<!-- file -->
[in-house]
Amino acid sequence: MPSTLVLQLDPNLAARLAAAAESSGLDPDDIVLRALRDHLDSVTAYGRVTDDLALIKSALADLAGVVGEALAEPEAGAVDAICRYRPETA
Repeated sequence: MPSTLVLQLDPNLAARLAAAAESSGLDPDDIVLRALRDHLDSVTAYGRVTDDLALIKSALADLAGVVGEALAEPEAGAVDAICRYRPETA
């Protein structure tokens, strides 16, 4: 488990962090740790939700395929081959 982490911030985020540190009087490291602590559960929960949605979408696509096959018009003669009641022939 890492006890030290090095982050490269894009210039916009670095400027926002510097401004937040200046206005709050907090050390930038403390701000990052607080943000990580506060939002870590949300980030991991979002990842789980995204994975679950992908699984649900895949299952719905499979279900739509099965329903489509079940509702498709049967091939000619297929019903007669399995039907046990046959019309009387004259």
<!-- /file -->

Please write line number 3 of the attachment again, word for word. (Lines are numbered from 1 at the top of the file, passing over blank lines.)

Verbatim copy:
Repeated sequence: MPSTLVLQLDPNLAARLAAAAESSGLDPDDIVLRALRDHLDSVTAYGRVTDDLALIKSALADLAGVVGEALAEPEAGAVDAICRYRPETA